Independent Appeal: Rusty van which supplies Gaza's life-blood

Johann Hari
Wednesday 13 December 2006 01:00
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Dr Hassan Deed Suleiman stares at the three pieces of ricketymachinery that stand between him and a meltdown in Gaza's hospital network.

"We do not have back-ups for any of the essential components of our largest blood bank," he says, shaking his head. "If - when - one of them breaks, we will not be able to do proper blood transfusions in much of Gaza. The flow of blood to our hospitals will stop. The effects will be terrible."

Dr Suleiman is the director of Shifa Blood Bank, which supplies 60 per cent of the blood needed in Gaza, for everything from Caesarean sections to bomb victims to haemophiliacs. He talks over the low, unhealthy hum of the battered pieces of old equipment: the refrigerator that stores blood until it can be processed; the centrifuge that separates blood into its components; and the incubator that keeps the resulting platelets warm.

"All of these machines have been in continuous use since 1996," he says. "How much longer can they last?"

Gaza's blood banks have been crumbling for years. The Israeli siege made it extremely hard to get machine parts into this congested strip of land, that is home to one-and-a-half million people. Then the international boycott that followed the election of Hamas cut off the funds that Shifa used to purchase even simple equipment, such as blood bags and testing kits. Earlier this year the blood bank ran out of hepatitis C testing kits.

"If things carry on deteriorating," Dr Suleiman warns, "soon we will have to make a terrible choice - stop screening blood for diseases like HIV and hepatitis, or stop putting out blood altogether."

Blood has long been a bleak symbol of Palestinian life. The area has an unusually strong tradition of donating blood. Dr Randa Khoudary of the Ministry of Health says: "After an Israeli attack we invariably get a huge flood of donors at the hospitals. It is something even very poor people can do to show solidarity. But we have to turn away hundreds, because we do not have the capacity to process so much at one time."

The Central Blood Bank Society collects a quarter of the blood for Gaza's hospitals but its offices are being repossessed, the electricity is cut off and its staff go unpaid. Standing outside the offices, Bassim Shaban, the chief of the laboratory, says: "We are deep in debt. We owe $150,000 and the Palestinian Authority has no money to bail us out because of the international boycott."

Mr Shabban's offices in Khan Younis and Rafah have been sold. When the power supply was cut off, the blood that the society has collected warmed and went bad. Its mobile collection unit, which does have working, safe medical equipment, is rusting in the garage, its engine long since dead. Instead the society is forced to collect blood from the back of an old van. "It is not safe," Mr Shabban says. "It is not safe."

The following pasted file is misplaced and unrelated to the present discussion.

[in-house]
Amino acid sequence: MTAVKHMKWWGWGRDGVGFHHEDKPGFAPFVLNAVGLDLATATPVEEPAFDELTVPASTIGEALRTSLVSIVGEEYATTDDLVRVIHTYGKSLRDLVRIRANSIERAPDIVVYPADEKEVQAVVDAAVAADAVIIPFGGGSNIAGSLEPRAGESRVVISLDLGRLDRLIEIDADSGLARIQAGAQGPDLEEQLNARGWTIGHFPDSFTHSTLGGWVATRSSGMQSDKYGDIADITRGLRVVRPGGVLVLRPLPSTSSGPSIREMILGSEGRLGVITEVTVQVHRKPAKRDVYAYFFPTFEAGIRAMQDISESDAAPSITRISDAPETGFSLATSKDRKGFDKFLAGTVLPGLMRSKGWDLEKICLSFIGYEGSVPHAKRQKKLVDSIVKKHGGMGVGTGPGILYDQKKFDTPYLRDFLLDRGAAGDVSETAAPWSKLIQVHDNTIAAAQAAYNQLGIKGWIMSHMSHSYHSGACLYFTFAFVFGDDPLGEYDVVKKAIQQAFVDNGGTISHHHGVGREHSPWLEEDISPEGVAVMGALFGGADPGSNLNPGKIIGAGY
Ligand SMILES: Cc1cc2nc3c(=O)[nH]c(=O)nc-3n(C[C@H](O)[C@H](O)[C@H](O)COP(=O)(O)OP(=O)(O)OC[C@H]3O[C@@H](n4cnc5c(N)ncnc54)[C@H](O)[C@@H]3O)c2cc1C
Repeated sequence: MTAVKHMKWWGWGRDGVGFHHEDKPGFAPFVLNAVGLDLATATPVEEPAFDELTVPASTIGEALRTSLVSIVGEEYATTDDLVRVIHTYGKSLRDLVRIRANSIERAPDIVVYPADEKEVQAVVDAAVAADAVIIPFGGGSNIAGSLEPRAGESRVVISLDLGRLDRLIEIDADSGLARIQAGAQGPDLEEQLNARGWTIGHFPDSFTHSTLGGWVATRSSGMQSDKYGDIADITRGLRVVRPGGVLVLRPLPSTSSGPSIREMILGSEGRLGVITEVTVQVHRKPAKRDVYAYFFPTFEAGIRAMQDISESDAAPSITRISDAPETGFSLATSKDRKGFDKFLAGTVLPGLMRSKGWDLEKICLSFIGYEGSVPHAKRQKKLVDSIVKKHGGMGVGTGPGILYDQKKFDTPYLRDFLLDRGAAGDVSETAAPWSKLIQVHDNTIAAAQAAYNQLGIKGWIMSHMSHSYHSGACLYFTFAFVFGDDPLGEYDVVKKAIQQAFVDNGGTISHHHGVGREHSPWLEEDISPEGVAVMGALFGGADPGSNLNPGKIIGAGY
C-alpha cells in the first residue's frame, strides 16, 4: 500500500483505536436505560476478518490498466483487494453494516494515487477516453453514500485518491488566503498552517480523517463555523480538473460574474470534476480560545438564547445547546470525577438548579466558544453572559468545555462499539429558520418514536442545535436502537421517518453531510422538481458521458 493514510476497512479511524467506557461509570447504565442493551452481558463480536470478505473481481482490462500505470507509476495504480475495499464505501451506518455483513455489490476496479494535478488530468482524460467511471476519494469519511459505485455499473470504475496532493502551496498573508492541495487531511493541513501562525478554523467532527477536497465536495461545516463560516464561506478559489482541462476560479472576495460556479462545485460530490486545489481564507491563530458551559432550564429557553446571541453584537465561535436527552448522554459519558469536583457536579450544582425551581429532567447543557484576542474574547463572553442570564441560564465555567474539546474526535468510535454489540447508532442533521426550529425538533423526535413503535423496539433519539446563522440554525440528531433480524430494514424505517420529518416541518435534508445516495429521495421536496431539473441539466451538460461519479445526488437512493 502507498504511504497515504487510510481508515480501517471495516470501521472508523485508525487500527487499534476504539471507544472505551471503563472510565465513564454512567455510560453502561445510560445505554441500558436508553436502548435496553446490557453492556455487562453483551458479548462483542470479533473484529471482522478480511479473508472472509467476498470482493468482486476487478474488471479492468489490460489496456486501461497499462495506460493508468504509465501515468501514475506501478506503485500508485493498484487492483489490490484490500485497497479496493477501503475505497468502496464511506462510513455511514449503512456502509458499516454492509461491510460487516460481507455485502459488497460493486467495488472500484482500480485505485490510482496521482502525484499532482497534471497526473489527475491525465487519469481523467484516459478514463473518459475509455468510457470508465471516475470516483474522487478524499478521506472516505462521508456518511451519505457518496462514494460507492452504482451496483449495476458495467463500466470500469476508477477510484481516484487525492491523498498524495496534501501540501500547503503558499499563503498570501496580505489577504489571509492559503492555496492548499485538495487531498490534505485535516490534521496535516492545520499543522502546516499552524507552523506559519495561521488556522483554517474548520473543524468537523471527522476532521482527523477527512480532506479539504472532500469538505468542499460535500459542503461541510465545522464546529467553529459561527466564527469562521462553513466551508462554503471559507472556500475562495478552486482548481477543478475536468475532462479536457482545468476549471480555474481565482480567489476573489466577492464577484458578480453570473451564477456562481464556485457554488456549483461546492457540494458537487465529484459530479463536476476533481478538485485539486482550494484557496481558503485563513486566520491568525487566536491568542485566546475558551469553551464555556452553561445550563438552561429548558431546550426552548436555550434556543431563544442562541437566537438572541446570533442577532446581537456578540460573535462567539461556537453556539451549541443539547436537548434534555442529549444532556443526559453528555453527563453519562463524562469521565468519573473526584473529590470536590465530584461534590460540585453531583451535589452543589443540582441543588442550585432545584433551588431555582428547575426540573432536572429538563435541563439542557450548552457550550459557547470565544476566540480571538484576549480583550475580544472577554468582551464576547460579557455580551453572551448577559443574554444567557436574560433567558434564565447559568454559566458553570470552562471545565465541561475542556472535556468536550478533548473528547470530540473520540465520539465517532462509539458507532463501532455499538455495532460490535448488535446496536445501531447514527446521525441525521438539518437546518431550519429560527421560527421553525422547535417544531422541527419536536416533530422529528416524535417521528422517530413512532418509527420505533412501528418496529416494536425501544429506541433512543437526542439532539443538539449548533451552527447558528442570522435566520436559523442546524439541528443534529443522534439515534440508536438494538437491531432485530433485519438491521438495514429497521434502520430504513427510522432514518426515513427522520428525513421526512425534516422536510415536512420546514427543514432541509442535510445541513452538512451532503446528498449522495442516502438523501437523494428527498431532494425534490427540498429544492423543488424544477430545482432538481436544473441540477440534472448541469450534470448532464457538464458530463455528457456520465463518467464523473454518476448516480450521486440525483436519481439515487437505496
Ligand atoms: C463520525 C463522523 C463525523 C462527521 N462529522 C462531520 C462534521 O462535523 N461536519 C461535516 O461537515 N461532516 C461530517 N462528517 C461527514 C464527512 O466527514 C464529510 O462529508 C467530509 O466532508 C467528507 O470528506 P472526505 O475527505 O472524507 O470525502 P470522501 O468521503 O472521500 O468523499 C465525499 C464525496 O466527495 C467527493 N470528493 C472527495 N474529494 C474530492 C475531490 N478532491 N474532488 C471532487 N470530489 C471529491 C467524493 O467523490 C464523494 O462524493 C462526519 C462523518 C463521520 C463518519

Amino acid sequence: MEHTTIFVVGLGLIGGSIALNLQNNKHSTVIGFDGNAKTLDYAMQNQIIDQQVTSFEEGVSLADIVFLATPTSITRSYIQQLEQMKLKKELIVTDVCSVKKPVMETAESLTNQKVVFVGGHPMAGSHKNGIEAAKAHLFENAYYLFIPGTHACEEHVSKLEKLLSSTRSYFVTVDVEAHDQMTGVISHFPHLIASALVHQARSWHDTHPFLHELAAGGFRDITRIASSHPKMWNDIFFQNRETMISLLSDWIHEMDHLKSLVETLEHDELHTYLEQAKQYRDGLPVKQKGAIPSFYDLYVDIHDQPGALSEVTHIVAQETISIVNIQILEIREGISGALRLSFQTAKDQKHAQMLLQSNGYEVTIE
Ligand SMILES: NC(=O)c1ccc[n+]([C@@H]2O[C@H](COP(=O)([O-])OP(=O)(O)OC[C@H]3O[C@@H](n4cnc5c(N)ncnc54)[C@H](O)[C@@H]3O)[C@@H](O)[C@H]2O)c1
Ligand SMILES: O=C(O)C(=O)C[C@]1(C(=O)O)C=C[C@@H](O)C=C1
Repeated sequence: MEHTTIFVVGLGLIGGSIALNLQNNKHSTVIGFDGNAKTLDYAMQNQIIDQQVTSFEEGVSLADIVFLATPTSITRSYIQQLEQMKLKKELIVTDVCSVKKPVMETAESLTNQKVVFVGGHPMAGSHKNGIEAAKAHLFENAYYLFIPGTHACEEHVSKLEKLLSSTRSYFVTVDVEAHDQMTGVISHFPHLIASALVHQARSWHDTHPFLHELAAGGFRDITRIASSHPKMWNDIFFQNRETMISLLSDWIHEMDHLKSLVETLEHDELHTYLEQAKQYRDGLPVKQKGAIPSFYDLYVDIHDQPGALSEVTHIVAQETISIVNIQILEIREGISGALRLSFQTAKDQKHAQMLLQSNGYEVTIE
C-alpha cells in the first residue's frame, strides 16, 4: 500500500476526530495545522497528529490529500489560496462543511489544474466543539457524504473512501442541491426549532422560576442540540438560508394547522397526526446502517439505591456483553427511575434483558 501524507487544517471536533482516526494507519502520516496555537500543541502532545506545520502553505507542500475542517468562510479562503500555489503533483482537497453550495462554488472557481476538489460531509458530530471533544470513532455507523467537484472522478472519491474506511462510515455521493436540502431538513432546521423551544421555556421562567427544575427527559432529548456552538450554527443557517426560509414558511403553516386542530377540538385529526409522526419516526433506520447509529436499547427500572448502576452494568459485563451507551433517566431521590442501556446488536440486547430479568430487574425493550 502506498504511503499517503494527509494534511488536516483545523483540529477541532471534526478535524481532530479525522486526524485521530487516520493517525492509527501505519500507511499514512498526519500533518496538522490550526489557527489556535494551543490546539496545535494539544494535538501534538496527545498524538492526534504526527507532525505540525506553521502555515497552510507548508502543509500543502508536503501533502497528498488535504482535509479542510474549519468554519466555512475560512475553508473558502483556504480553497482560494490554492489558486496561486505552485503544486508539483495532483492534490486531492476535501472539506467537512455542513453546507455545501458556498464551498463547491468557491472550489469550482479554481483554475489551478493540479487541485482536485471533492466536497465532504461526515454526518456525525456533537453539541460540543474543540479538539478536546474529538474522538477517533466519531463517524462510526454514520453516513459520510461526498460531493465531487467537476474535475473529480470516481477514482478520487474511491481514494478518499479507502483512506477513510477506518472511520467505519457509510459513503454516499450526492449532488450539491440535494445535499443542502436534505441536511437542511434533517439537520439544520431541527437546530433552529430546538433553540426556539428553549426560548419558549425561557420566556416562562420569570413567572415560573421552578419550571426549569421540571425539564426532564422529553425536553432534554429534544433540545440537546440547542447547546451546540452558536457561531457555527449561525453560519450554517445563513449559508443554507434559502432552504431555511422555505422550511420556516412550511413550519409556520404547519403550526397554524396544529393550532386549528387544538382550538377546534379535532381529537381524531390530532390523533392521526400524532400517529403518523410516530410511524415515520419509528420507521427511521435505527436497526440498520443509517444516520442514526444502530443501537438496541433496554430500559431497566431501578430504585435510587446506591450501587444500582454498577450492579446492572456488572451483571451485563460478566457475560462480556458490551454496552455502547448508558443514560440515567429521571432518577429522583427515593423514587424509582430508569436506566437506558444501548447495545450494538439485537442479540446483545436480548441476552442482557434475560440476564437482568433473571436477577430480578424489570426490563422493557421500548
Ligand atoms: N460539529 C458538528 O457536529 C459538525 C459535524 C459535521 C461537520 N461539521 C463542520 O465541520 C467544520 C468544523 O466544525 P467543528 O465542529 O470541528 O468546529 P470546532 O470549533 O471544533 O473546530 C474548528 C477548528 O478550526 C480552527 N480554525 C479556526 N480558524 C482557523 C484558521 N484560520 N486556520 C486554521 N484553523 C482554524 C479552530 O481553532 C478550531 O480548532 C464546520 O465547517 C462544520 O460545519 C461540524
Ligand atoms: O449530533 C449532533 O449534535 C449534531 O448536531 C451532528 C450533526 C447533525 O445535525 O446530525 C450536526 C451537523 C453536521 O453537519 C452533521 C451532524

One group has been trying to support the Palestinian doctors holding together their collapsing blood service: the medical agency Merlin, one of the three charities being supported by this year's Independent Christmas Appeal.

Christian Bunyan, head of the charity's projects in Gaza, says: "Since the summer, Merlin has been working to ensure that the Ministry of Health is able to offer a more dependable service. That means shipping in key equipment like a refrigerated centrifuge, donor chairs and HIV test kits. As an international organisation we are more able to get these supplies in and out of the Strip than Gazans, who face so many restrictions."

Thanks to Merlin the doctors in Gaza can continue collecting blood and screening it. It is providing parts to repair existing machinery and keep it running as long as possible.

The charity hopes that by the new year it will be able to provide a new blood-collection vehicle, helping to increase safe collection throughout the Strip, a move that the doctors here say would be "amazing, literally a life-saver".

Back in the Shifa Blood Bank, Dr Suleiman adds: "Blood is not an optional add-on to the functioning of our health system. It is a necessity. We have enough problems with blood in Gaza. We do not need this too."

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